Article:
Cashmere Goats


You simply cannot watch a kid goat play for any length of time without becoming totally undone with laughter.


Cashmere goats are really the reason for Canvas Ranch. It was on a trip to Italy in the winter of 2000 that I first encountered a cashmere goat at Chianti Cashmere. I was in love! They are the most elegant, entertaining, energetic animals you have ever met. Take a look at Monet on the right, looking every bit the superstar he is of our flock.

Cashmere is not an actual breed of goat but a description of a goat that has been carefully bred to produce cashmere fiber. All goats except for Angora goats produce two coats of fiber: coarse outer guard hair and a second or down coat which grows and is shed seasonally. When that down coat is less than 19 microns in diameter, is low in luster, and has a nice crimp, it is considered cashmere.

Cashmere goats are easy to raise. They are healthy animals and take only minimal care. They are not jumpers like many other goat breeds and standard woven wire sheep fencing will contain them. Minimal shelter is all that is required to house them due to the insulating properties of their dual coat, which is shed for the summer.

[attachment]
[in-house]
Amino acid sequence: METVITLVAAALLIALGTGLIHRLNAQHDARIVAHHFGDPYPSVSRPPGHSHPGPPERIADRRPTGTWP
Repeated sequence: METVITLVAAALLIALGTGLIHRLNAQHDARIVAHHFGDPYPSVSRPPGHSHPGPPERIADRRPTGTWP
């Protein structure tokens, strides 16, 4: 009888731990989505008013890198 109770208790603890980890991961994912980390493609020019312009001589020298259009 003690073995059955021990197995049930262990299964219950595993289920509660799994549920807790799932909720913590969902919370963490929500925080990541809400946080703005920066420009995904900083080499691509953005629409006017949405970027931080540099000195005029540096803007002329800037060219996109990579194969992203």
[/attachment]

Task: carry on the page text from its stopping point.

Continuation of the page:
Click here for more information on the cashmere goat from the Cashmere Goat Association in Italy.

We have cashmere for spinners and goat kids available in the spring — please contact us for details. Or click here to send us a message.


From Tibet, rooftop of the world, to the high plateaus of the Gobi desert, the downy fleece of the Kashmir goat bestowed delight on maharajahs, the Roman Empire and the courts of Europe. For hundreds of years only royalty could afford to indulge in the pleasures of cashmere. It ranked with gems as among the most precious gifts of nature.

Napoleon started a fad for cashmere shawls when he gave his second wife, Empress Eugenie, seventeen of them. Queen Victoria shared the passion. And, Beau Brummell stirred envy when he sported his white cashmere waistcoat early in the 19th century.

Today, cashmere is still unrivaled as the world’s most luxurious fiber.


Cashmere is the down shed annually by goats living in the high, dry plateaus that stretch from northern China into Mongolia, surrounding the Gobi Desert. In order for these goats to survive they have coarse outer hair that repels the weather. Beneath that external coat lies a much finer fiber, cashmere, which insulates these animals from the bitter cold.

It takes each of these rare goats four years to produce enough cashmere for one sweater. In order to collect the cashmere, each goat is combed by hand every spring. The fleece is then collected and sorted by hand. In addition, the sweaters are usually knit on hand-operated machines. Converting cashmere into luxurious garments is achieved only with extraordinary time and skill.